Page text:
‘For Young Japanese, It’s Back to the Farm’ by Hiroko Tabuchi

'For Young Japanese, It's Back to the Farm' by Hiroko Tabuchi

For Young Japanese, It’s Back to the Farm
by Hiroko Tabuchi

The NY Times had a really great story a few weeks back about Japan’s new Rural Labor Squad, a program that gets young, underemployed Japanese to work on farms. The idea works in two ways. The first is that it gives young people who are having problems finding a solid job a chance to learn new skills, something they can possibly use in the future. The other part is that Japan’s rural work force is getting older, and they don’t always have the money to hire new people.

While the program isn’t perfect, it’s not going to solve their unemployment problem, it does bring up some interesting ideas. President Obama has recently been calling people to service, to help out in their communities and the such. Well what if more communities started creating farms? Imagine people learning how to grow their own foods, maintain crops, take care of livestock.

Personally I think this is an amazing idea, and I wish I had a place to participate in something like this. It would be even better if it were in the city limits, like the lot where the recently out of business Circuit City is on Sunset. Does anyone else think this would be really fun to try?

7 Comments ‘For Young Japanese, It’s Back to the Farm’ by Hiroko Tabuchi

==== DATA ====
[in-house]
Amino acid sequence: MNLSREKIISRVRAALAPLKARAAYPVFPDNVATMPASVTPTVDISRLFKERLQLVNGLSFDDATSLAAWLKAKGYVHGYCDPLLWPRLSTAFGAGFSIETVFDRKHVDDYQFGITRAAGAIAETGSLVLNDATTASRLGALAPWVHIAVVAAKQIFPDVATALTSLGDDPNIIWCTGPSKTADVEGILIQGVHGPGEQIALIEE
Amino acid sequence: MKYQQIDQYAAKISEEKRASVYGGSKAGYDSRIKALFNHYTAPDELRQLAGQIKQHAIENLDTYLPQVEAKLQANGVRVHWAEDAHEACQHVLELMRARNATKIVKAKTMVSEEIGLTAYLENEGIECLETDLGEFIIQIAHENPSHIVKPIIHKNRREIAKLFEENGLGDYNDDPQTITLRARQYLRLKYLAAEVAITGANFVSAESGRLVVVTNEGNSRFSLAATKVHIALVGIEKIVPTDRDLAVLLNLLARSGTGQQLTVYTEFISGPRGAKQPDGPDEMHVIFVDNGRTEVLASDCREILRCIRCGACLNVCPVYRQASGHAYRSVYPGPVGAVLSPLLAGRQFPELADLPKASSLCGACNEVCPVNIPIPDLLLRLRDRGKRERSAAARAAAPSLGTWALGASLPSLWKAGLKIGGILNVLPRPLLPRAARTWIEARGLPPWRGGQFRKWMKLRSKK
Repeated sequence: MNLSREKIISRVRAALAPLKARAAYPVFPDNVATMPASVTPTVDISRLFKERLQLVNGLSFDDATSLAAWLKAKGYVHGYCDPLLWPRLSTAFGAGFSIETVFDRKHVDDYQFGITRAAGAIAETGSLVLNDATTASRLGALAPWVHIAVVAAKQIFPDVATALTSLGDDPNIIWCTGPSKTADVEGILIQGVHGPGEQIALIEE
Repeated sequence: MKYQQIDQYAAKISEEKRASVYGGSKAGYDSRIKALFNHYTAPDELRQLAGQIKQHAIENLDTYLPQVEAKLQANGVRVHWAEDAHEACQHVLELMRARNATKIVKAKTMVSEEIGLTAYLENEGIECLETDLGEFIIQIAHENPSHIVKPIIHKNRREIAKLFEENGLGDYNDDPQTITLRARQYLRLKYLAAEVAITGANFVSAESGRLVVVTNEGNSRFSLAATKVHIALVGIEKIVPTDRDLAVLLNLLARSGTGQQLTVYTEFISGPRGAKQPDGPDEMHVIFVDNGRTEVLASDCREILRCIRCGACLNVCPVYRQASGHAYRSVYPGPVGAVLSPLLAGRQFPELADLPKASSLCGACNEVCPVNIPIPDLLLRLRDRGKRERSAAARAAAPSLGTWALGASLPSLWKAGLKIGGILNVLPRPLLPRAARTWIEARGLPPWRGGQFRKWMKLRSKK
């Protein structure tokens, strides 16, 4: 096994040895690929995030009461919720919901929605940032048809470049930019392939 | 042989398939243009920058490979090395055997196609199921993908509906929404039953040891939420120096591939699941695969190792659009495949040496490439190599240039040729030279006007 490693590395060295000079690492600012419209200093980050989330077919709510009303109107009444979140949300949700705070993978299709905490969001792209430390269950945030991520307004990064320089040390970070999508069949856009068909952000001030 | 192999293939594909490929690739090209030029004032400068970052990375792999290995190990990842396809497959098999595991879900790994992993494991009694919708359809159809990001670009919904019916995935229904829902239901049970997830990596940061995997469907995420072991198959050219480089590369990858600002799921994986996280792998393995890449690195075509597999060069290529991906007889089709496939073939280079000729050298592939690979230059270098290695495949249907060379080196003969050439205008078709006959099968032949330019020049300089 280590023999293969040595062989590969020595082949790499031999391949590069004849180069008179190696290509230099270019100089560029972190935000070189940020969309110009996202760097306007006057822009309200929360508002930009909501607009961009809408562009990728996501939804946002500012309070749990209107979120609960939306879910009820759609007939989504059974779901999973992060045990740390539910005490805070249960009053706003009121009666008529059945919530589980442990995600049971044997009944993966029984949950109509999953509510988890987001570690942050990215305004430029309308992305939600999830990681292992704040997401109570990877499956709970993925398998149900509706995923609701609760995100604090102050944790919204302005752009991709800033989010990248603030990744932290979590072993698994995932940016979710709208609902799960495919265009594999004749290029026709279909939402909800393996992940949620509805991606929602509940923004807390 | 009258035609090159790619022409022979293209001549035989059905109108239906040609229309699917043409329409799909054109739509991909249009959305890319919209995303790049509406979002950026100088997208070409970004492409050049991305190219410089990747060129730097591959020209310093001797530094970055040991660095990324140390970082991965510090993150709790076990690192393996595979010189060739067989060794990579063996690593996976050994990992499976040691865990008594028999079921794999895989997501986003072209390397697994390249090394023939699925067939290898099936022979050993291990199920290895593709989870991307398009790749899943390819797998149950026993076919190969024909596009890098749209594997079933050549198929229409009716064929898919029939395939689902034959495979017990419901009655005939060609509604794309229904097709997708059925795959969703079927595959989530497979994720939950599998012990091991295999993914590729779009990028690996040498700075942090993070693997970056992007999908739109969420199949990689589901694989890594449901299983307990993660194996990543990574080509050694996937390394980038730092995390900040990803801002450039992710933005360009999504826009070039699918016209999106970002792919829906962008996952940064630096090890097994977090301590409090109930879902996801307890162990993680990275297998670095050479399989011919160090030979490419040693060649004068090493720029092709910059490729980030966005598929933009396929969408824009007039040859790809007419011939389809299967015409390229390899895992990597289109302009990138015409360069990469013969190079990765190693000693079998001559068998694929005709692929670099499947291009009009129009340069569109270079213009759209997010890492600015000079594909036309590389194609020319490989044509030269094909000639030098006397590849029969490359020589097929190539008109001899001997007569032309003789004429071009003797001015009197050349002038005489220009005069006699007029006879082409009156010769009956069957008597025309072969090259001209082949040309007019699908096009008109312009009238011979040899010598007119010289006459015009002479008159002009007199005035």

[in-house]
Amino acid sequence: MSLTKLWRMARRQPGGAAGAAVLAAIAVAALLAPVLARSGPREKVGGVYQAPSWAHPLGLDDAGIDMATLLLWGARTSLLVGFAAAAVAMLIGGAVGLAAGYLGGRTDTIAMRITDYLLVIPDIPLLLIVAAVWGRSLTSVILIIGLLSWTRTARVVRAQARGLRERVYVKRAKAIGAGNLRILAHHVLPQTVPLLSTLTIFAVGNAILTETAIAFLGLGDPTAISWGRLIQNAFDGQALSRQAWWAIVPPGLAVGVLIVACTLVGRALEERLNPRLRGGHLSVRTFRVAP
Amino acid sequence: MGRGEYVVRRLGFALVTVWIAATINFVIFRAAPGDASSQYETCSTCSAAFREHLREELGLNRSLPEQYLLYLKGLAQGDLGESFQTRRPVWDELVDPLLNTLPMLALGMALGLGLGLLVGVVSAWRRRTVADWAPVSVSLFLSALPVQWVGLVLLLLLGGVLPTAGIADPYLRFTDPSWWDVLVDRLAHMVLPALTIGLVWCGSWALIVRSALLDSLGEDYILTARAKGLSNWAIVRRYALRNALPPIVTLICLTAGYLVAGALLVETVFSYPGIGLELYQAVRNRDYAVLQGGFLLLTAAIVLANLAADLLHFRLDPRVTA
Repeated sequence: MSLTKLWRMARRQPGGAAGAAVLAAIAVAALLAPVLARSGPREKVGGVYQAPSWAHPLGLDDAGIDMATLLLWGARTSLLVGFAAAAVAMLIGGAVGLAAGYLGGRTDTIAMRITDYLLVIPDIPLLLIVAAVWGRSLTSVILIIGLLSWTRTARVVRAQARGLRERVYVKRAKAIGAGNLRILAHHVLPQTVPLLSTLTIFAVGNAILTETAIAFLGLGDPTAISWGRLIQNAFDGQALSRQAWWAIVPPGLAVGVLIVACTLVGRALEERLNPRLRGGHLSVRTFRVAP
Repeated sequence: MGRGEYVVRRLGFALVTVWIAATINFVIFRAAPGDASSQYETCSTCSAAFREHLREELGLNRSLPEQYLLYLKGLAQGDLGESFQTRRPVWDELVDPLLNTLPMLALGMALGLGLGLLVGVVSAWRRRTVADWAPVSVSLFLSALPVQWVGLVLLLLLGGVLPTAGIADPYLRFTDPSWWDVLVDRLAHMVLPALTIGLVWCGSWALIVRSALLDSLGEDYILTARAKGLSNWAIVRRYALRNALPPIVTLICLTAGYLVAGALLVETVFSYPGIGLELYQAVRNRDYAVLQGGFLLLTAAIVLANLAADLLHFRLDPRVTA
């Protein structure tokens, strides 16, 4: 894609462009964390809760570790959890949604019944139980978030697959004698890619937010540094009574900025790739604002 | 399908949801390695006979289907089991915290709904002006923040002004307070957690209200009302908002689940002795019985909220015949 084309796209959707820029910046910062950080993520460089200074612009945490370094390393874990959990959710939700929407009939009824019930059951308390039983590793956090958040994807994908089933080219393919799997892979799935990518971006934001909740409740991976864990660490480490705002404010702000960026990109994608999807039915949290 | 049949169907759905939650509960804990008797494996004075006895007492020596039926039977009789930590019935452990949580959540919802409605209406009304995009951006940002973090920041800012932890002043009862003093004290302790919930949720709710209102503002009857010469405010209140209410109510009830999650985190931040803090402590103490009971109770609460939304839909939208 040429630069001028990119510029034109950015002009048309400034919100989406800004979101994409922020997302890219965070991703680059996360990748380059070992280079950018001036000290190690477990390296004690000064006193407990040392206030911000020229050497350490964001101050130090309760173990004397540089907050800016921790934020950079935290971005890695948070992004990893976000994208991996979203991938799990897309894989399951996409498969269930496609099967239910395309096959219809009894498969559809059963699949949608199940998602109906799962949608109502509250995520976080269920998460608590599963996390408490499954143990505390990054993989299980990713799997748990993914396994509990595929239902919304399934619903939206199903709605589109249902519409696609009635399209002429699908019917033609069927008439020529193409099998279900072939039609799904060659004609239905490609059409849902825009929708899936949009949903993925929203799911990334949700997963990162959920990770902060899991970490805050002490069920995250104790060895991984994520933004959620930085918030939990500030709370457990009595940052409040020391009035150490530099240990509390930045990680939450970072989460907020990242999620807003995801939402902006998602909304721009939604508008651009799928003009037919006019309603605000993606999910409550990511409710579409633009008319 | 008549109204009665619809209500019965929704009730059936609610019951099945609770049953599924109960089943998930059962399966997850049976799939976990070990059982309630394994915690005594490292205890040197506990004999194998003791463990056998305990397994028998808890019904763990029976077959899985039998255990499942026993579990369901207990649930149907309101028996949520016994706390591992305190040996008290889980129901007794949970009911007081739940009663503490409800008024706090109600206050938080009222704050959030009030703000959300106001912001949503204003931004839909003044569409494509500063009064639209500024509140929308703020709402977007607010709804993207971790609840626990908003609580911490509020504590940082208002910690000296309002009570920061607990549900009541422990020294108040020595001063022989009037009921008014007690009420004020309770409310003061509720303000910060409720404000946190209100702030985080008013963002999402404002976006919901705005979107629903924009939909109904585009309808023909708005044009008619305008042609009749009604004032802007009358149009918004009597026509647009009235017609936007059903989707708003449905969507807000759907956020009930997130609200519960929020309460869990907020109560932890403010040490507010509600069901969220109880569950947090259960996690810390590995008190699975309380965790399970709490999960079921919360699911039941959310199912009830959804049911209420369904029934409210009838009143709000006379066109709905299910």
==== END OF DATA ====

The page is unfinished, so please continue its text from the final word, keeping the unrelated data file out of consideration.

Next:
1. Patrick May 2, 2009 at 1:46 PM

    yeah… too bad congress got rid of the only farm we had in Los Angeles.

  2. susan May 2, 2009 at 8:37 PM

    there’s a community eco garden being built on a small lot next to a freeway onramp in glendale ca.
    here’s the website, with a blog that charts it’s progress; http://green-glendale.org/.
    it’s a small step in the right direction and just shows that people can make a difference with some hard work and good intentions.

  3. Peter May 2, 2009 at 9:29 PM

    Yeah this is awesome, if you wanna read a cool concept for farming communities that can pretty much exist anywhere read up on Gaviotas, we read about it in my Ecological Design at class. I would have read it but I’m a senior :/.

  4. DoubleOhTwo May 3, 2009 at 2:25 AM

    A very special friend of mine, Lilli, created a business plan around turning backyards in Sydney into small vegetable plots and establishing localised growers markets, where families could get financial rewards, while at the same time, teaching children how to grow foodstuffs, a skill which is altogether disappearing in modern urbanised societies, yet is one which is more essential than how to use Facebook.

  5. Meredith May 3, 2009 at 11:09 AM

    There is something similar to that on an international scale here:

    But the focus is on learning about organic farms, not just farming in general.

  6. Pingback: +KN | Kitsune Noir » The Garden

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